13. ^ abU.S. Census Bureau. American Community Survey, 2011 American Community Survey 5-Year Estimates, Table B03003. U.S. Census website . Retrieved October 26, 2013.
  14. ^ abU.S. Census Bureau. American Community Survey, 2011 American Community Survey 5-Year Estimates, Table B19301. U.S. Census website . Retrieved October 21, 2013.
  15. ^ abU.S. Census Bureau. American Community Survey, 2011 American Community Survey 5-Year Estimates, Table B19013. U.S. Census website . Retrieved October 21, 2013.
  16. ^ abU.S. Census Bureau. American Community Survey, 2011 American Community Survey 5-Year Estimates, Table B19113. U.S. Census website . Retrieved October 21, 2013.
  17. ^ abU.S. Census Bureau. American Community Survey, 2011 American Community Survey 5-Year Estimates. U.S. Census website . Retrieved October 21, 2013.
  18. ^U.S. Census Bureau. American Community Survey, 2011 American Community Survey 5-Year Estimates, Table B01003. U.S. Census website . Retrieved October 21, 2013.
  19. ^ abcdefgData unavailable
  20. ^"U.S. Decennial Census". United States Census Bureau. Retrieved September 24, 2015.
  21. ^"Historical Census Browser". University of Virginia Library. Archived from the original on August 11, 2012. Retrieved September 24, 2015.
  22. ^Forstall, Richard L., ed. (March 27, 1995). "Population of Counties by Decennial Census: 1900 to 1990". United States Census Bureau. Archived from the original on September 24, 2015. Retrieved September 24, 2015.
  23. ^"Census 2000 PHC-T-4. Ranking Tables for Counties: 1990 and 2000"(PDF). United States Census Bureau. April 2, 2001. Archived(PDF) from the original on December 18, 2014. Retrieved September 24, 2015.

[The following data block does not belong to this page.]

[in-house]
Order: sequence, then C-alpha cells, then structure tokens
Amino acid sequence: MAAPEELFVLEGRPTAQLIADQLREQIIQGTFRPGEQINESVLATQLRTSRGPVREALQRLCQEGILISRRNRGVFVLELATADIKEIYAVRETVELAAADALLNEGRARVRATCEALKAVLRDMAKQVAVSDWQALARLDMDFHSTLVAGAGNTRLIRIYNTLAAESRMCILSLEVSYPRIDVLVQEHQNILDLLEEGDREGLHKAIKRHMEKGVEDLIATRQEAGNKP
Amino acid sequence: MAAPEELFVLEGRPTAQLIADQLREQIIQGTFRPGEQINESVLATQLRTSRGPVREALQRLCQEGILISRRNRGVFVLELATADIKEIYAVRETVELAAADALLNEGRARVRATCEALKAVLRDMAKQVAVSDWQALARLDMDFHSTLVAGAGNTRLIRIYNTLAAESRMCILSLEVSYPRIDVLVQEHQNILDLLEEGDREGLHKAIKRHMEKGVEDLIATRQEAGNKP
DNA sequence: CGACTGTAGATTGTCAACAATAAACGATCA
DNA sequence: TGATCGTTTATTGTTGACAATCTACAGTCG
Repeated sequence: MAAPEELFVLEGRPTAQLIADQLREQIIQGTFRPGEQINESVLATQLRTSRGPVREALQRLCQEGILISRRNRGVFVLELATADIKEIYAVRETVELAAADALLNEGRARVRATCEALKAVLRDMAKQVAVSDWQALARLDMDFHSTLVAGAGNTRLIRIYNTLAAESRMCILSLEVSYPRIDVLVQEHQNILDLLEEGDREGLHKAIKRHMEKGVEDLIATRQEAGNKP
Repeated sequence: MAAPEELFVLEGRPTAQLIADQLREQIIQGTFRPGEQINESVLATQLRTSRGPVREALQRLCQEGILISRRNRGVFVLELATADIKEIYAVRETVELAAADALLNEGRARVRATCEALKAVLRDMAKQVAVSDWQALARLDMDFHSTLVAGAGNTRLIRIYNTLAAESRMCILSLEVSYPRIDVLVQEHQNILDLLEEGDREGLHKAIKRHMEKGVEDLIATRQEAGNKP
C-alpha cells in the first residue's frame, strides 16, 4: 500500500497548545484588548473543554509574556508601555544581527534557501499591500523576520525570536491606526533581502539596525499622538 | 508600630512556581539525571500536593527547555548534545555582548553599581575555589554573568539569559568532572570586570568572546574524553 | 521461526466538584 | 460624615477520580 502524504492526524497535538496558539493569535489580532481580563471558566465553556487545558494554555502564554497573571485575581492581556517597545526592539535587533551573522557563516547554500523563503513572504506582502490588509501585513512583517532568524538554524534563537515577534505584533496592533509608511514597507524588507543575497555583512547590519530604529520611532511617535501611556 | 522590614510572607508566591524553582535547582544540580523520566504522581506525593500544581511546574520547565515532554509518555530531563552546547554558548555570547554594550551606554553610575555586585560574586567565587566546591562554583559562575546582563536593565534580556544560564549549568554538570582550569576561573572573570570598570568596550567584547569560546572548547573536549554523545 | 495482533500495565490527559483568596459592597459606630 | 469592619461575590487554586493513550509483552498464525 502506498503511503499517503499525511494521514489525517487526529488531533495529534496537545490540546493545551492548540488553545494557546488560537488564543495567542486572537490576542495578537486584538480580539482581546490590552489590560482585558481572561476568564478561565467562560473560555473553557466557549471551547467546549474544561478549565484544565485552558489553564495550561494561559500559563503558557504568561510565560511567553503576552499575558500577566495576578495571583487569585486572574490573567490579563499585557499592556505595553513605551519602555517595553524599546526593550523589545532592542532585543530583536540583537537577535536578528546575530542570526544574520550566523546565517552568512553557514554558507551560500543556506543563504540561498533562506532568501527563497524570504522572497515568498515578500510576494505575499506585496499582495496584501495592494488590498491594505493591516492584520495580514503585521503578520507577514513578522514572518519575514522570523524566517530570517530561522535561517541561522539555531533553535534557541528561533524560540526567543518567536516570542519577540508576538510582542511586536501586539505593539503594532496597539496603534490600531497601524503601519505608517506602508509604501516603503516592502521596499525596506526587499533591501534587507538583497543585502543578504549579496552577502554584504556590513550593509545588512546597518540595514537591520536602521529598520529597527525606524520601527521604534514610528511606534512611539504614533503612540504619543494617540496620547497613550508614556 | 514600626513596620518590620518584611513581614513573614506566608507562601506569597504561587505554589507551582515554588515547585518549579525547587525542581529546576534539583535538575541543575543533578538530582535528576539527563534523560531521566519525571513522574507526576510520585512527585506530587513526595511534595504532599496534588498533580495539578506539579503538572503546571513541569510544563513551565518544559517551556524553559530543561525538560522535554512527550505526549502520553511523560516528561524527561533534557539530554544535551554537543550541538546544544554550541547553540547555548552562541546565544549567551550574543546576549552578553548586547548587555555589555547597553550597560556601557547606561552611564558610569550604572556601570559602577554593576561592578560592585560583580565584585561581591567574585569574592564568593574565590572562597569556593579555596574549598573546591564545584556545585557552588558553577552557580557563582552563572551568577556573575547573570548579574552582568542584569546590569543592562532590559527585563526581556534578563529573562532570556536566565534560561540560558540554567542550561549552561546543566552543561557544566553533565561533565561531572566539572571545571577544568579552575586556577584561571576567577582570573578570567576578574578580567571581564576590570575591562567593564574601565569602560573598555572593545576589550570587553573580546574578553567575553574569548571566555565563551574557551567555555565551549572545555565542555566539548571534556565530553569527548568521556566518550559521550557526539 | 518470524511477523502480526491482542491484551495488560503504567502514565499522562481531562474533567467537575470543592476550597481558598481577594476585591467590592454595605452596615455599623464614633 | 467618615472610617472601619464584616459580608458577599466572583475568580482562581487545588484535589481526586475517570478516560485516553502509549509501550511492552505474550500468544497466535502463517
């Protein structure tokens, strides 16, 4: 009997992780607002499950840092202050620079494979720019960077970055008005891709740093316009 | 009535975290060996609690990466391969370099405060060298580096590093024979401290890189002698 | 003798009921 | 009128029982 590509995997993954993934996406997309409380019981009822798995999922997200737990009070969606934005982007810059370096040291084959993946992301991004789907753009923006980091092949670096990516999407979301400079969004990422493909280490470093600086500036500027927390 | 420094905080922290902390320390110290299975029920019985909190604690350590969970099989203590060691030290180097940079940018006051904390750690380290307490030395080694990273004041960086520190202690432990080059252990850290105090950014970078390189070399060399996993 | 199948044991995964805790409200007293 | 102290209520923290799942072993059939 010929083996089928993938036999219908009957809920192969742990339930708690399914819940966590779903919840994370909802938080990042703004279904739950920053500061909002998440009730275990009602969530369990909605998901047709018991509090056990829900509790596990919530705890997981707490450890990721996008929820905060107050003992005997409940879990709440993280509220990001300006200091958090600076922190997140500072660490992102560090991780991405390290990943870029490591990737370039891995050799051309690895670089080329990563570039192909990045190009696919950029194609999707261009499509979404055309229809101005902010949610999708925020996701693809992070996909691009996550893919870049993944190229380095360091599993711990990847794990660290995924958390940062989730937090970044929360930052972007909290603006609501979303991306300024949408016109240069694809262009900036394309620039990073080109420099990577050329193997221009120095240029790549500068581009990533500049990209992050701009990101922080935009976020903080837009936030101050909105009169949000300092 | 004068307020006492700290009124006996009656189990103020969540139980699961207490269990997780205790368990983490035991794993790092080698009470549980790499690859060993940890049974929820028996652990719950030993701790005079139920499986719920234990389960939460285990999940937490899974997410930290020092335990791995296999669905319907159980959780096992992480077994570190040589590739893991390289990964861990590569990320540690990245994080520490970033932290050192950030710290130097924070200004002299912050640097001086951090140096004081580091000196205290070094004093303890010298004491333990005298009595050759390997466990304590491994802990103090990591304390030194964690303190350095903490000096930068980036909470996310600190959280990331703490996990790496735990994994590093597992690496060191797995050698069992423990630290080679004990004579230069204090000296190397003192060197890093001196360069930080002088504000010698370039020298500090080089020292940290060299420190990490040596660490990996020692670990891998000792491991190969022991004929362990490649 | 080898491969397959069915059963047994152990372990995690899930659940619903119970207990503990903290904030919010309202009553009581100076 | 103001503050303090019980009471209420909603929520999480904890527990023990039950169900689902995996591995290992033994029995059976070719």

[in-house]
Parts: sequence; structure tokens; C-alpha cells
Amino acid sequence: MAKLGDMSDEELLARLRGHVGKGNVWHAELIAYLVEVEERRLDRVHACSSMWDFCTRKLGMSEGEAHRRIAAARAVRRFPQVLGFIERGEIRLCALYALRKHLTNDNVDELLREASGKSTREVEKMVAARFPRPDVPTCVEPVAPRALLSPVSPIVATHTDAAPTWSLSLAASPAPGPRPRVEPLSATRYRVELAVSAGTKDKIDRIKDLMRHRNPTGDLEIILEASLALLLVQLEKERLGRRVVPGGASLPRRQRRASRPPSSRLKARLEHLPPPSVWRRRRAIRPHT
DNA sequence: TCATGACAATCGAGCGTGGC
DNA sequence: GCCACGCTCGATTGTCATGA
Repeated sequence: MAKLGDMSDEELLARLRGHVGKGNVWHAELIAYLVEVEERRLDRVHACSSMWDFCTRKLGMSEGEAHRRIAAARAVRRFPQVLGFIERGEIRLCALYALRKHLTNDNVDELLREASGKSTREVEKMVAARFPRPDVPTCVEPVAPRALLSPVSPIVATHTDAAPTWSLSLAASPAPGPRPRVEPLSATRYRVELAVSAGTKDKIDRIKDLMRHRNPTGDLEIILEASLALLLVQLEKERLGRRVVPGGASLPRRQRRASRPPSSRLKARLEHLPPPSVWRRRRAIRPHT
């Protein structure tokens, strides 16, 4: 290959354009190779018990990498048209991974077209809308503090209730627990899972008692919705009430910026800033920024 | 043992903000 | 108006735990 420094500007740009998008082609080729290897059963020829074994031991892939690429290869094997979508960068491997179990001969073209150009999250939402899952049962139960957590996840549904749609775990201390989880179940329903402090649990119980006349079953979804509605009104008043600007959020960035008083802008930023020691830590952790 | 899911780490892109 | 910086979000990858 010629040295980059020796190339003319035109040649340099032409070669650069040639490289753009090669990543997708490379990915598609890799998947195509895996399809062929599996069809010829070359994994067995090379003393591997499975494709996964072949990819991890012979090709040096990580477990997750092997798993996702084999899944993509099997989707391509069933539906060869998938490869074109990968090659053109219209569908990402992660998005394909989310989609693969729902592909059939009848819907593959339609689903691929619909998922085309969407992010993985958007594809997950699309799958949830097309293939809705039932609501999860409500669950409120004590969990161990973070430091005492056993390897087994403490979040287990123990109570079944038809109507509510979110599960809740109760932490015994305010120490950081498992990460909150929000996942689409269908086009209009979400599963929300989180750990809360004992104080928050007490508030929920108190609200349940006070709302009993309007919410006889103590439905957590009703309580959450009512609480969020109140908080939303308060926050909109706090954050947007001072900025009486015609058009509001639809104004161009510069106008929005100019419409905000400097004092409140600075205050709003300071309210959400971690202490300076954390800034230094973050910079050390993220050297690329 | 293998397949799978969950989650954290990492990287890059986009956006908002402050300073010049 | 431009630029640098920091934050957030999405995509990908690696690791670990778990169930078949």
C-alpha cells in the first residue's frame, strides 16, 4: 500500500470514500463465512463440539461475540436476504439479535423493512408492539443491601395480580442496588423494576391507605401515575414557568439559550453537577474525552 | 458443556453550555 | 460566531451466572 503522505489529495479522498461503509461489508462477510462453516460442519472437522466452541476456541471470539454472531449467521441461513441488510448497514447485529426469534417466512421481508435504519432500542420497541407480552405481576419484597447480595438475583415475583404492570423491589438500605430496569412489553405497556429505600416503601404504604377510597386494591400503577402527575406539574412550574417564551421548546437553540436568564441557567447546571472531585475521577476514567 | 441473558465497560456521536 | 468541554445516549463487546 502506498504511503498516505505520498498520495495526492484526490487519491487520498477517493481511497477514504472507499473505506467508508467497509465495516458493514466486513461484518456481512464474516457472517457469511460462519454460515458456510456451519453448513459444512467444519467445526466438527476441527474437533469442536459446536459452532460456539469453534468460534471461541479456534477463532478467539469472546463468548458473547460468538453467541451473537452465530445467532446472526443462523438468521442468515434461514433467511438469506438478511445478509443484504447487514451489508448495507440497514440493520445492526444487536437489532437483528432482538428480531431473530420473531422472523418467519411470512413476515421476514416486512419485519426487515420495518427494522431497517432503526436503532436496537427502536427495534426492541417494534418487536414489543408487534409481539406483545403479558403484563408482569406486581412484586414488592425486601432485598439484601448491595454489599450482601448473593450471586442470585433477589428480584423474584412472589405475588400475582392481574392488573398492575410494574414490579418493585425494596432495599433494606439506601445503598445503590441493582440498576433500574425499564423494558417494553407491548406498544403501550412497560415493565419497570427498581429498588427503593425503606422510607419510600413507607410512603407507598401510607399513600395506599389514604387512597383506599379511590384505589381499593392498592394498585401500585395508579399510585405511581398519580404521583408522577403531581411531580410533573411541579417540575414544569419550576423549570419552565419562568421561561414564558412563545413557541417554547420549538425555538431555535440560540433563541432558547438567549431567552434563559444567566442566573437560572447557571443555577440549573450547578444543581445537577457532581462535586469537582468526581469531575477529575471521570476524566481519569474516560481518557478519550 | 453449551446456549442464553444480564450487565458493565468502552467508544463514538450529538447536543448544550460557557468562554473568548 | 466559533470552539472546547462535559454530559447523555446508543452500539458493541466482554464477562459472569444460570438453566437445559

24. ^"2010 Census P.L. 94-171 Summary File Data". United States Census Bureau.
  25. ^"U.S. Census website". United States Census Bureau. Retrieved May 14, 2011.
  26. ^ abcdefghijOffice of the Attorney General, Department of Justice, State of California. Table 11: Crimes – 2009Archived December 2, 2013, at the Wayback Machine. Retrieved November 14, 2013.
  27. ^ abcUnited States Department of Justice, Federal Bureau of Investigation. Crime in the United States, 2012, Table 8 (California)Archived June 28, 2016, at the Wayback Machine. Retrieved November 14, 2013.
  28. ^ abcdefghijklmnopqCalifornia Secretary of State. February 10, 2013 - Report of RegistrationArchived November 3, 2013, at the Wayback Machine. Retrieved October 31, 2013.
  29. ^"Members Assembly". State of California. Archived from the original on April 24, 2013. Retrieved March 19, 2013.
  30. ^"Senators". State of California. Archived from the original on April 24, 2013. Retrieved March 19, 2013.
  31. ^CA Secretary of State – Report of Registration – February 10, 2019
  32. ^
  33. ^"California's 1st Congressional District - Representatives & District Map". Civic Impulse, LLC. Retrieved February 28, 2013.
  34. ^"Archived copy". Archived from the original on June 4, 2011. Retrieved March 26, 2018.CS1 maint: archived copy as title (link)
  35. ^Colby, Robert; McDonald, Lois (2005). Magalia to Stirling City. Arcadia. p. 66. ISBN .
  36. ^"2010 U.S. Census website". United States Census Bureau. Retrieved 2015-05-25.
  37. ^Staff, Website Services & Coordination. "US Census Bureau 2010 Census Interactive Population Map". Archived from the original on April 30, 2018. Retrieved April 30, 2018.

External links[edit]



yuba fire safeyuba fire safe
  • The National Weather Service issues fire weather alerts, called Red Flag Watches, before fire weather arrives.
  • Sign-up for alerts: Code Red
  • Sign-up for National Weather Service severe weather alerts, which include red flag watches and warning, at
  • Follow Sacramento’s National Weather Service office @NWSSacramento
  • National Weather Service advisories, watches, and warnings for Yuba County:

Weather Radio


  • Sacramento’s National Weather Service office @NWSSacramento